UN Security Council focuses on human rights in North Korea staff

North Korean leader Kim Jong Un seemed to hint on Thursday his country has developed a hydrogen bomb, a step up from the less powerful atomic bomb.

December 11, 2015 06:18
2 minute read.
Kim Jong-un

North Korea supreme leader Kim Jong-un. (photo credit: REUTERS)

NEW YORK – The United Nations Security Council convened on Thursday for a meeting to discuss “the situation in the Democratic People’s republic of Korea,” particularly with regard to human rights.

Although human rights are not typically a subject discussed at the UNSC, the debate on the DPRK was expanded to include this topic a year ago as the UN General Assembly urged the Council to consider referring North Korea to the International Criminal Court (ICC) after a UN Commission of Inquiry detailed wide-ranging abuses in the hermit Asian state.

Be the first to know - Join our Facebook page.

China, North Korea’s most important economic and diplomatic backer is likely to veto any Security Council bid to refer North Korea to the ICC, diplomats said. Last month, China’s UN ambassador Liu Jieyi said it would be a “bad idea” for the Security Council to hold such a meeting, adding that the council “is not about human rights.”

US ambassador Samantha Powers, who presides at the council this month said that “given the ongoing threat posed by the DPRK” and “for as long as the situation in the DPRK remains unchanged” the UNSC will continue to meet on the subject.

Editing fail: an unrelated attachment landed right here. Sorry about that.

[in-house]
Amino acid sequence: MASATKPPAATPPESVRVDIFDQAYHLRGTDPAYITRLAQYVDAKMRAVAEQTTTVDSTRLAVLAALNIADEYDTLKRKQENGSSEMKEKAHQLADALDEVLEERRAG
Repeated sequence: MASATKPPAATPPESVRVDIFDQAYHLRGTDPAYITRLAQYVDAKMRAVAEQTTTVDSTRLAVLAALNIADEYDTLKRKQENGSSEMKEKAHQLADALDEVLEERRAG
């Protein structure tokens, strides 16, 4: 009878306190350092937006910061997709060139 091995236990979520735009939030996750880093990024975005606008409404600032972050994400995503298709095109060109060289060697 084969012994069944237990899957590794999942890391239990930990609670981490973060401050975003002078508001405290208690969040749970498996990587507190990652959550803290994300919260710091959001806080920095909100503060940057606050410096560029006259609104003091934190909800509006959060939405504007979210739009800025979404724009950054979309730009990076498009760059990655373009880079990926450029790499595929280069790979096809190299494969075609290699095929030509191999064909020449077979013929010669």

The agenda for the meeting was adopted by nine votes to four opposed, including China and Russia.

UN Under-Secretary-General for Political Affairs Jeffrey Feltman kicked off the meeting and said that “the international community has a collective responsibility to protect the population of the DPRK and to consider the wider implications of the reported grave human rights situations for the stability of the region.”

He also said that the international community has yet to agree on an effective way to address the serious human rights concerns raised by the report of the commission of inquiry last year.

“History has shown that serious violations of human rights often serve as signs of instability and conflict , especially the absence of accountability for such violations.”

North Korea has denied allegations of systematic human rights abuses, saying such charges are part of a US-led plot to destabilize the country.

North Korean leader Kim Jong Un seemed to hint on Thursday his country has developed a hydrogen bomb, a step up from the less powerful atomic bomb.

Kim made the comments as he toured the Phyongchon Revolutionary Site, which marks the feats of his father who died in 2011 and his grandfather, state founder and eternal president, Kim Il Sung, the official KCNA news agency said.

The work of Kim Il Sung “turned the DPRK into a powerful nuclear weapons state ready to detonate a self-reliant A-bomb and H-bomb to reliably defend its sovereignty and the dignity of the nation,” KCNA quoted Kim Jong Un as saying.

White House press secretary Josh Earnest said, “we certainly are concerned about the policies and intent and destabilizing actions of the North Korean regime. But at this point, the information that we have access to calls into serious question those claims.”

Reuters and Michael Wilner contributed to this report.

Related Content

March 17, 2018
Russia expels 23 British diplomats as toxin-attack crisis deepens


Israel Weather
  • 10 - 25
    Beer Sheva
    11 - 20
    Tel Aviv - Yafo
  • 12 - 18
    13 - 20
  • 19 - 28
    12 - 25